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Live Review: Jungle Love Festival 2016 Launch Party @ The Triffid

Jungle Love

Entering The Triffid is like stepping into a cross between a Wes Anderson and Studio Ghibli imagined world. A pair of graffiti artists are working on a mural in the beer garden as the first band of Jungle Love Festival’s Launch Party move their equipment around the stage like chess pieces. Jungle Love is in its third year of existence, and things are about to get as steamy as ever…

In Australia, there are two tiers of music festival: those that garner marketing and promotional support from national youth broadcaster triple j, and those that do not. I’m not here to draw comparisons. However, there is something intensely likeable about the ‘have-not’ festivals and their sense of adventure and daring, both of which were on display at Jungle Love’s launch.

The night was a hodgepodge of genres and styles, a smorgasbord of sound. Raucous barn-burning funk following electro-pop so minimal it might disappear from stage if one were to turn their back. Droning, driving guitar-rock paving the way for smoky, jazz-inflected alt-rock delivered with an insouciant smirk. The only constant thread, running through the night like a line of feel-good vibe, was the crowd, constantly erupting in paroxysms of joy.

Was I initially feeling poorly for Yoste, a trio of Brisbane musicians standing awash in blue and purple light on a stage that seemed far too big for them at 7:30pm? Yes. The crowd, which had too many people to call sparse but not enough to be called well-populated, stood mostly motionless, jaws slack at Yoste’s ambient electronica seeping through the light and the smoke. Five minutes was all it took for all energy to drain from my jaw, becoming just another Yoste zombie. That is, I think, a mark of really good electronic music: the ability to induce a trance-like state. How utterly preposterous this was their debut live performance. Their latest song Chihiro has over 200,000 SoundCloud plays.


And there goes one of those outrageous genre bait-and-switches Jungle Love seems so fond of. Strutting out is Pocketlove, and where the stage seemed far too big for Yoste, here it felt too small. Pocketlove have real shades of Saskwatch. Both bands, simply by virtue of having non-Anglo female lead-singers (who, incidentally, both tear the roof down) enrich the at-times anachronistic Australian music scene. They also possess in their line-ups brass sections that engage in obscene levels of feel-good.

Sharon Brooks, Pocketlove’s Barbadian lead singer, is otherworldly good. Her voice feeds her enthusiasm, which in turn seems to take strength from the driving inflections of her voice. Really good funk music, really funky funk music, makes a listener feel mildly obscene. Like watching a racy scene in a movie with your parents (something from ‘American Pie’ springs to mind), when listening to funk in a group scenario one’s sense of self-respect shrivels, not because the music is bad but because it is just so good there must be something pornographic and indecent about it. This is Pocketlove.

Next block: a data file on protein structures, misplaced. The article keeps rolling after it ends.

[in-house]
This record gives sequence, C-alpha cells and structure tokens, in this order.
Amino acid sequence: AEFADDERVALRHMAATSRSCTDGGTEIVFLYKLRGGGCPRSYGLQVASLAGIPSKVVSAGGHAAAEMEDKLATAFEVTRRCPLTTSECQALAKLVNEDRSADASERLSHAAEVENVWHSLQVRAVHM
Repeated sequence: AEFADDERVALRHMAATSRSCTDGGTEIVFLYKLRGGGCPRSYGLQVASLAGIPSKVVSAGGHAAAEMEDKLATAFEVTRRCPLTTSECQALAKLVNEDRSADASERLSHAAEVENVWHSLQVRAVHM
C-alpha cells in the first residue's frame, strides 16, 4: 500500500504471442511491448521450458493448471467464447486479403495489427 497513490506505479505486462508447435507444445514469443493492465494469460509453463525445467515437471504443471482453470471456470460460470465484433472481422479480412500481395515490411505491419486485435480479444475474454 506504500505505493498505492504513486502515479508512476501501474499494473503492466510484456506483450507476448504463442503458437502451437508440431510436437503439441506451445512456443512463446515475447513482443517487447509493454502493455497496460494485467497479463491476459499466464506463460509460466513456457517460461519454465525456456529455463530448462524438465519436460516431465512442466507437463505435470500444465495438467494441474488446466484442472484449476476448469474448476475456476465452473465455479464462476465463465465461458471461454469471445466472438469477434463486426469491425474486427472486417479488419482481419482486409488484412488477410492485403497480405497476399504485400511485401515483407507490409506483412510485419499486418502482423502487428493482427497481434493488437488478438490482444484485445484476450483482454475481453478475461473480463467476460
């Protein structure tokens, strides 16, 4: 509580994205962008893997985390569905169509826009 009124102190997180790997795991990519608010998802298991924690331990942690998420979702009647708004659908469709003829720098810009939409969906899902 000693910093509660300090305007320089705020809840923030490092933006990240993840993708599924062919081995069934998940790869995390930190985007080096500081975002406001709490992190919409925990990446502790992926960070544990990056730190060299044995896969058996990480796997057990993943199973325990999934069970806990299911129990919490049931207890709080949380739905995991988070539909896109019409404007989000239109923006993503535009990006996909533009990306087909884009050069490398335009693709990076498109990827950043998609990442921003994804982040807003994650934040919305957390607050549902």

beneb, the project of Brisbane’s Ben Mackay, lost nothing next to Pocketlove but did it in a refreshingly different way. Again, I can’t gush enough about the giddy fun that festivals like Jungle Love provide, as variegated and quirky as their lineups are. beneb extracted their particular brand of pulsing alt-rock with no fewer than five guitars, four electric and a bass. As I said excitedly to a friend on the night, there really isn’t much you can’t do with five guitars. beneb’s percussionist acted like an orchestrator, and the tight rock sound produced was definitely orchestral.


Baskervillian are at a point in their career where they can start pushing for greater national recognition, and on the strength of Saturday no Brisbane band deserves it more. Baskervillian are a true musical chimaera: raucous jailhouse rockabilly one minute, brooding introspective jazz the next. They are an incredibly organised band, conducting their business onstage in a thorough manner. Their set, finishing a touch before midnight, was perfect musical fare for the 11pm crowd, still electrified by Pocketlove and ravenous for their sonic supper.

I honestly cannot speak much to BULLHORN or Omegachild. BULLHORN, more than Pocketlove and Baskervillian, explore a looser, jazzier turf. Incredibly fun, incredibly loud. Not too different from Pocketlove if I’m being honest, more in feel than in sound. To me, Omegachild seemed more like a nod to modern convention, a sort of “oh shit we have to finish this with an electrical act with the volume turned up to 11” hangnail rather than a proper send-off to an incredible launch party. This is no sleight on either artist nor organiser; perhaps more a reflection that I was one sleepy punter who was up past his bed-time.

Is three months before the event a little too early to be having a launch party? I don’t know. On the one hand it’s a chance for people like me to do my job and get the word out. On the other, this amazing show will have dimmed somewhat in the memory by the time November rolls around. But not by much, because the Jungle Love 2016 Launch Party truly exceeded expectations. What a show!

Check out the JUST ANNOUNCED 2016 Jungle Love Music & Arts Festival lineup HERE